Authors: Nicholas Kristoff and Sheryl WuDunn
Pages: 295 (including index and appendices)
Rating: 4.5 out of 5
Challenges: Women Unbound; POC; Social Justice (August: Illiteracy and education); MUS Moms book group
FTC Disclosure: I received this as a gift
Summary (from the inside flap): From two of our most fiercely moral voices, a passionate call to arms against our era's most pervasive human rights violation: the oppression of women and girls in the developing world. With Pulitzer Prize winners Nicholas Kristof and Sheryl WuDunn as our guides, we undertake an odyssey through Africa and Asia to meet the extraordinary women struggling there, among them a Cambodian teenager sold into sex slavery and an Ethiopian woman who suffered devastating injuries during childbirth. Drawing on the breadth of their combined reporting experience, Kristof and WuDunn depict our world with anger, sadness, clarity, and ultimately, hope.
They show how a little help can transform the lives of women and girls abroad. That Cambodian girl eventually escaped from her brothel and, with assistance from an aid group, built a thriving retail business that supports her family. The Ethiopian woman had her injuries repaired and in time became a surgeon. A Zimbabwean mother of five, counseled to return to school, earned her doctorate and became an expert on AIDS.
Through these stories, Kristof and WuDunn help us see that the key to economic progress lies in unleashing women's potential. They make clear how so many people have helped to do just that, and how we can each do our part. Throughout much of the world, the greatest exploited economic resource is the female half of the population. Countries such as China have prospered precisely because they emancipated women and brought them into the formal economy. Unleashing that process globally is not only the right thing to do; it's also the best strategy for fighting poverty.
Review: I started out reading this book only at night as I went to bed. Bad plan since I'd last only about 15 minutes and it felt like the book was just taking way too long to read. Two days ago I committed to reading it as my main book and... success! I found this book informative, powerful, interesting, and encouraging.
Most of the general information in this book was not new to me: trafficking (mostly sex trafficking where young girls end up in brothels); genital mutilation; rape as a tool of war and revenge; micro-lending; honor killings; and lack of education for girls and women. However, Kristoff and WuDunn made a wise decision when they wrote this book. They talk in general numbers for only a small portion; most of the book is individual stories of girls and women, something that reduces the huge numbers to a person we can imagine. Each woman's photo is in the book, which also helps to put a face on the problem.
One of my favorite aspects of this book is that it is not a litany of women who have suffered, a diatribe against men who are awful, a tirade against countries/cultures who suppress/oppress women. Each woman featured in this book, after suffering horrible circumstances, decides to do something about it. They speak out, they get an education, they say "no", they change the rules, they start a business, or in some way turn life around for themselves, their children, and usually, their community. They battle presidents, their families, their villages, and history to make difference. Sometimes they have help from outside agencies and sometimes from one or two caring individuals, but either way, they come out successful. That was so inspiring.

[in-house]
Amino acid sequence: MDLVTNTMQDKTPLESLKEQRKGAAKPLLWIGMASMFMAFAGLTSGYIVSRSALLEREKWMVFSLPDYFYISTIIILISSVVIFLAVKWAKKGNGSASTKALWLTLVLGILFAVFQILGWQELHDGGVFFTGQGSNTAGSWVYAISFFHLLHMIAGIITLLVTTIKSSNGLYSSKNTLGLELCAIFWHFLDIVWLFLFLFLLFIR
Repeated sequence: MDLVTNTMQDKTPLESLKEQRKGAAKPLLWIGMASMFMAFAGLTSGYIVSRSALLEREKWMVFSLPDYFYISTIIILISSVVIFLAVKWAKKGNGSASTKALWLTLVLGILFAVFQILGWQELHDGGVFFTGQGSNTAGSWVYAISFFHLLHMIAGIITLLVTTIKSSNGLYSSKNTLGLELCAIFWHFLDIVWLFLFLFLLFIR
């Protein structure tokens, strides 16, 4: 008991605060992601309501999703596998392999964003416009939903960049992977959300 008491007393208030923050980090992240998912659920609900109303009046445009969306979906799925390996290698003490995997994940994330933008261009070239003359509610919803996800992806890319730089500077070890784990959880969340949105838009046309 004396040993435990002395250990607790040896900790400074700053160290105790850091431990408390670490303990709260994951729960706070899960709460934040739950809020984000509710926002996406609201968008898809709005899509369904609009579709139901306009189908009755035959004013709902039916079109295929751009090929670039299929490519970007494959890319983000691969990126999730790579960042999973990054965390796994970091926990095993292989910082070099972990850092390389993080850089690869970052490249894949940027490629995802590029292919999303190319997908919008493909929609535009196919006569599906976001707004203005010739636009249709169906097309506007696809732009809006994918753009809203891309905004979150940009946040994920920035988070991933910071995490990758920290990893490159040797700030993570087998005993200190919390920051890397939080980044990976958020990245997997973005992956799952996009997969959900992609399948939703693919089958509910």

One of the best lines in the book is when the authors say that the role of Americans (read: those in developed countries) in helping these women should be to write checks and stand at the back of the room carrying the baggage. In other words, ensure that the women in these countries speak for themselves and are at the forefront of the change. That is just awesome!
The areas that the authors feel we should concentrate our efforts on are:
- Education of girls/women. This includes iodizing salt for mental health and the idea that the more education girls have the less likely they are to have tons of children or to be subservient because they have so many more options available to them
- Maternal health. In particular, they discuss reducing fistulas and the number of women who die in child birth
On page 234 they state that "women's issues are marginalized... sex trafficking and mass rape should no more be seen as women's issues than slavery was a black issue and the Holocaust was a Jewish issue. These are all humanitarian concerns, transcending any one race, gender, or creed." Well said!
At the end of the book Kristof and WuDunn have short sections on what we (those in developing nations) can do to help. They have lists of agencies that are effective at making lives better for girls and women in developing nations, have fairly low overhead, etc. I am going to do a post next about donating/charity in general and would love you to give your two cents worth in comments on that post.
Here's the link to Bonnie's review (mentioned in the comments) and the video interview with Sheryl WuDunn